Described by one historian as a "walking atlas," his life's exploits include marrying a total of three Native American women, surviving a bow and arrow wound, reinventing himself from trapper to a successful trader and learning to speak several Native American languages. Portrayed many times in film and television, his character was most recently played by Will Poulter in the 2015 hit film The Revenant.
3. Kit Carson
A frontier legend within his own lifetime, Kit Carson had various careers including trapper, wilderness guide, Indian Agent (a translator and liasor between Native Americans and the U.S. Government) and an Army officer. Born in 1809, Kit left home in his late teens (in what is now modern day Missouri) and became a mountain man, working his way across the rough terrains of the western states and earning a living as a fur trapper. Then a chance meeting with famed explorer John C. Fremont in 1842 led him to be hired as a wilderness guide for Fremont's western expeditions.
Popularised by the era's tabloids and dime novels, Fremont and Carson were soon American celebrities. Based on Fremont's published reports, their adventures and trials were widely publicised and fictionalised. He would go on to serve in both the Mexican-American war and the Civil War, and advocated for Native American reservations to be created. He married three times and fathered ten children.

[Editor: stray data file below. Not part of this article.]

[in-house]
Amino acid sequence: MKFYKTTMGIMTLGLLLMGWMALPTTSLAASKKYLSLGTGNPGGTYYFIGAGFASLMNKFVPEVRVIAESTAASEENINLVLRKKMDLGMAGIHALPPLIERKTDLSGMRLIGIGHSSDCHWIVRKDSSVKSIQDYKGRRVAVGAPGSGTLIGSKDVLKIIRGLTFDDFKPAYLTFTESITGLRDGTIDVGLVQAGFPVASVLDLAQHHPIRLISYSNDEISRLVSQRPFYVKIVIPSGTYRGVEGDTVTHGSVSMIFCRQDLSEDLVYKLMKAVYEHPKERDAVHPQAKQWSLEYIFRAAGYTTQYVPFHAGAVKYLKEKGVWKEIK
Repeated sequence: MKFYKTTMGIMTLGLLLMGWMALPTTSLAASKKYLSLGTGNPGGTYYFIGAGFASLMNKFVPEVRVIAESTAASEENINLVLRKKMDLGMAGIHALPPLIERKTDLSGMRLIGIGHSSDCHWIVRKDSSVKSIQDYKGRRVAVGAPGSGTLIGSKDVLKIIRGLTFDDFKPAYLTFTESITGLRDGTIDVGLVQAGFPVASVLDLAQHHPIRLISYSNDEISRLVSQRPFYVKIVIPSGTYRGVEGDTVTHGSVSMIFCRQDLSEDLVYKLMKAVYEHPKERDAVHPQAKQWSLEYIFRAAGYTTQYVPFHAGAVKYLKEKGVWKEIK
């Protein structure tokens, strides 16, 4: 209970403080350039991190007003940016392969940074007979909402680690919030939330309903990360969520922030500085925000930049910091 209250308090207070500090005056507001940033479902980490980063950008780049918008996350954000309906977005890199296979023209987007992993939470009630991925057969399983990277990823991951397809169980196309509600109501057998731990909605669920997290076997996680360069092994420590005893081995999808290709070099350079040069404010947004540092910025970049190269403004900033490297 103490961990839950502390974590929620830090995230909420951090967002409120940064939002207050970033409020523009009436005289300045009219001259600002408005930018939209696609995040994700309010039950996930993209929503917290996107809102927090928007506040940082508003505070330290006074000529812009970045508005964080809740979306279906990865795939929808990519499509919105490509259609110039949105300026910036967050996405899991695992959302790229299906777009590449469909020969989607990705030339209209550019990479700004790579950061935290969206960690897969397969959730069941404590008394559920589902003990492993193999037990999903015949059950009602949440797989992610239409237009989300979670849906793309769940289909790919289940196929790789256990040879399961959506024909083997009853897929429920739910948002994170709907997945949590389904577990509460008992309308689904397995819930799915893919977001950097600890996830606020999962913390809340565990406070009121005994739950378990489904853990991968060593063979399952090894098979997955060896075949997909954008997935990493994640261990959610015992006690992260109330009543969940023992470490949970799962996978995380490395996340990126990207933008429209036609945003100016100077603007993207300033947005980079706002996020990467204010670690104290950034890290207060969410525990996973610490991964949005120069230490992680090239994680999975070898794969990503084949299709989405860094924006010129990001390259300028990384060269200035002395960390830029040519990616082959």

4. Jedediah Smith
Jedediah lived a short yet action packed life. Originally from New York, he joined a fur trapping company in his early 20's and was hired to find new routes and areas to trap otter and beaver in Wyoming and the Dakotas, he helped discover the South Pass. This is the term used to describe two mountain passes for the Continental Divide, which would then become essential routes for trappers, traders and for the gold rush.
However, his journeys were not without drama, as many a time he and his men were ambushed by Native Americans and he was even attacked by a grizzly bear. His scalp and face were so badly mauled that he wore long hair up to his death in an attempt to hide his scars. In 1830 Jedediah decided to retire from trapping and become a trader, but on a trading journey was attacked and killed by Comanche Indians. He was 32 years old.